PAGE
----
hsm'er
08-07-2014, 03:17 PM
The tablet probably charges through a micro-usb port, just like most phones do.

Yes, it'll be fine.

MaxHeadRoom
08-07-2014, 04:12 PM
As mentioned, if all it requires is a voltage source, then it would be fine if the plug and polarity are satisfied.
However, if it is a charger and not just a voltage source, then the battery technology should be the same in both cases, i.e. LiPo and NiMh etc require different charge techniques.
Max.

KJ1I
08-07-2014, 04:24 PM
One other item to be aware of. IF the voltages match, and IF the connectors match, it is okay to charge the phone from the table charger, however, IT IS NOT okay to attempt to charge the tablet from the phone charger. As stated before, MORE capacity is good, LESS is BAD.

ahidley
08-07-2014, 04:28 PM
As stated above voltage and polarity matter. But your question does not ask that. It asked about current. So simply the phone battery will only consume 1000mah. Thus the power supply will only be working at half it's capacity. And that is only when the phone battery is accepting 100 percent. As the battery is charges the current into the battery, as well as the current drawn from the power supply lessens

MaxHeadRoom
08-07-2014, 04:34 PM
The OP mentions Charger, NOT supply, they can be two different things, especially where battery technology is concerned.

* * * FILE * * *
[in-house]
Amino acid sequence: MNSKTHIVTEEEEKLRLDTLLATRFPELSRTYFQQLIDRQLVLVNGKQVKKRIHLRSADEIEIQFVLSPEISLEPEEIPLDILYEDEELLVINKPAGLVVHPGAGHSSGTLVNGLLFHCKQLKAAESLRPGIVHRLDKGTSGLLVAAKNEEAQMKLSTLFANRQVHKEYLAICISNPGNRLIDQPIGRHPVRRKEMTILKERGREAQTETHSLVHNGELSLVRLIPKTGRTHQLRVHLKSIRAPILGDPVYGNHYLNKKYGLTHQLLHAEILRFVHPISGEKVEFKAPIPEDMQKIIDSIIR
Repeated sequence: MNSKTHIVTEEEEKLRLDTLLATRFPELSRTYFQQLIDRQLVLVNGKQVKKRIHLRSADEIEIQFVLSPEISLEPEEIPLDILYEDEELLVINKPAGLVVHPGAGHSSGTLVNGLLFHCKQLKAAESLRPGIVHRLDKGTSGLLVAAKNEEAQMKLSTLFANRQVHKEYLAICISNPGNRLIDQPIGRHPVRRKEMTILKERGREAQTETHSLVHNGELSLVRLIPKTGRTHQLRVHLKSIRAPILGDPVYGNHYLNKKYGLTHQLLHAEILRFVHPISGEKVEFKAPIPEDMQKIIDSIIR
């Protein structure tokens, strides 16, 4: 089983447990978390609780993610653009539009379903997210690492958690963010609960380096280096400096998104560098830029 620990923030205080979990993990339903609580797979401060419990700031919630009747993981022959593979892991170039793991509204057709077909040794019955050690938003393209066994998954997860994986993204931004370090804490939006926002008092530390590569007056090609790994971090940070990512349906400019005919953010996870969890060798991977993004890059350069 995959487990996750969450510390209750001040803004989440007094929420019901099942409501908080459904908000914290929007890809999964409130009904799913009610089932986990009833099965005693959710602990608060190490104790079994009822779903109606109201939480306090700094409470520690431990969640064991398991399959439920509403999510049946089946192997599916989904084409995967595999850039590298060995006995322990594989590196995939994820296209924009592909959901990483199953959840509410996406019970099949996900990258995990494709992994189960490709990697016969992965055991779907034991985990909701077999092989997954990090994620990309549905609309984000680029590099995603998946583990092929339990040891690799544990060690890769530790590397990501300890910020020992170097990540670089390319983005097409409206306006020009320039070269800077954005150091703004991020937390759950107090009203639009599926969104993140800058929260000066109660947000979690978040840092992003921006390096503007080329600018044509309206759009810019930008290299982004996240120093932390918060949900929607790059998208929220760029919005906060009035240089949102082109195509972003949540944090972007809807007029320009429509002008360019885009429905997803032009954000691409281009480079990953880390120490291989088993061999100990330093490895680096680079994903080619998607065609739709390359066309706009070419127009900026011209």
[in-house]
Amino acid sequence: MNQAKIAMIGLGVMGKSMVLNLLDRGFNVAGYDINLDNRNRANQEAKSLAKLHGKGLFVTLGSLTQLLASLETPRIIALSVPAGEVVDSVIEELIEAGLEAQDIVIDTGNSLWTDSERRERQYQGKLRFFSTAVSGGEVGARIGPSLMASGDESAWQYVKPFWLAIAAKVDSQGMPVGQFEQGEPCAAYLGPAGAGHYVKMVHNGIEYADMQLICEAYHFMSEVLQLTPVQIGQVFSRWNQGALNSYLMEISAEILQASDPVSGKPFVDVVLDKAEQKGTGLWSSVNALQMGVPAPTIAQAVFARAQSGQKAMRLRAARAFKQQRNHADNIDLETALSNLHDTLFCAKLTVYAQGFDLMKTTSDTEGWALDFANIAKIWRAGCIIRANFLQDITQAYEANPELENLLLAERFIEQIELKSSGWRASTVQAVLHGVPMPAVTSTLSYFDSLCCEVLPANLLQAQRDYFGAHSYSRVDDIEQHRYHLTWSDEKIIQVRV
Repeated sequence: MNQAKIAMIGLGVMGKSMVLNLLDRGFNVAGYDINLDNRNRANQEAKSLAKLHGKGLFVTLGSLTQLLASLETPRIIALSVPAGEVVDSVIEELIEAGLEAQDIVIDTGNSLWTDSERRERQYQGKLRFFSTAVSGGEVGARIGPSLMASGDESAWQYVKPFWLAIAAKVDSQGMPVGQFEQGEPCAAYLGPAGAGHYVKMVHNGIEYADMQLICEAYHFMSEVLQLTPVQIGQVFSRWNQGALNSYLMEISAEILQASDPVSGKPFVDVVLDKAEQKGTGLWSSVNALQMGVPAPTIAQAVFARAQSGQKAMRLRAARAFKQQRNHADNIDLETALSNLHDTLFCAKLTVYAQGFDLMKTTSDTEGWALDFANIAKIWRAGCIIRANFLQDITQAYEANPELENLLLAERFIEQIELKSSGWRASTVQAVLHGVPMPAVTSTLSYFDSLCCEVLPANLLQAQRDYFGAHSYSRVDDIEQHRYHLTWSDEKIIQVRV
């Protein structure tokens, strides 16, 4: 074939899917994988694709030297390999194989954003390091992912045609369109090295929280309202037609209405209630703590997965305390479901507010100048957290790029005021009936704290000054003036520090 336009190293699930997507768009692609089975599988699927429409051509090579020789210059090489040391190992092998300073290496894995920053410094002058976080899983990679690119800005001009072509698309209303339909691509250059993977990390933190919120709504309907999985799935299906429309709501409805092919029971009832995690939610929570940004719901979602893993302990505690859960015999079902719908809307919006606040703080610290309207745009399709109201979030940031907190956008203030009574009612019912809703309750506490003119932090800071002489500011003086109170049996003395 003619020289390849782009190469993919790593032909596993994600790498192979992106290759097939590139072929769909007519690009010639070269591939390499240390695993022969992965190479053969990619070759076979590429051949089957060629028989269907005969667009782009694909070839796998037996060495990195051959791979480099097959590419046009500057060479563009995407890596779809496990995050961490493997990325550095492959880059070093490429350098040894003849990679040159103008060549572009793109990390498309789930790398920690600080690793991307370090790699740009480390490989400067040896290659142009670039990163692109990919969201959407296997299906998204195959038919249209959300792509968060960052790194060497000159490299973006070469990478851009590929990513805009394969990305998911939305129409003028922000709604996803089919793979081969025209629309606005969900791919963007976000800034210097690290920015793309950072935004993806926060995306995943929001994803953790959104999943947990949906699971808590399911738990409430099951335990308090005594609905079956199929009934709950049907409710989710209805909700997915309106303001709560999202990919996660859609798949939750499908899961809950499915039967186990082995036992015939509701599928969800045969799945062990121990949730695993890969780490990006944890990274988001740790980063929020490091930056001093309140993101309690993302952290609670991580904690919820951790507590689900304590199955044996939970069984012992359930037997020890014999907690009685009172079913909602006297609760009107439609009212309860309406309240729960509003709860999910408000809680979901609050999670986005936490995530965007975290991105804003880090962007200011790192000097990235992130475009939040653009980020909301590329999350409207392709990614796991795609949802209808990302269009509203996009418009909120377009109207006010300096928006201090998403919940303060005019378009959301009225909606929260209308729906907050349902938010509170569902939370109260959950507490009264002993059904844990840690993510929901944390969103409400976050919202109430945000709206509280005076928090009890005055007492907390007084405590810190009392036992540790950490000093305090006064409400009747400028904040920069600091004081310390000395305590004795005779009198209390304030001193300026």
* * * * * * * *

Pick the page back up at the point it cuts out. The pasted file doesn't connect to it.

Max.
.

A.K. Boomer
08-07-2014, 05:41 PM
this topic kinda hits home, iv ran into a little "confusion" waking up in the morning before I have my coffee and shorting out my electric razor,,,

it's a remington and I also have norelco beard trimmer, but the two plugs are almost identical, there is a huge voltage difference and yet also their polarity is reversed, http://i146.photobucket.com/albums/r249/AK_Boomer/DSC03284_zps7d1525f9.jpg (http://s146.photobucket.com/user/AK_Boomer/media/DSC03284_zps7d1525f9.jpg.html)

http://i146.photobucket.com/albums/r249/AK_Boomer/DSC03283_zpsab4b00e7.jpg (http://s146.photobucket.com/user/AK_Boomer/media/DSC03283_zpsab4b00e7.jpg.html)

here's the thing - the norelco's plug fits into the remingtons receptacle like it's a glove...

http://i146.photobucket.com/albums/r249/AK_Boomer/DSC03285_zps3d6235b2.jpg (http://s146.photobucket.com/user/AK_Boomer/media/DSC03285_zps3d6235b2.jpg.html)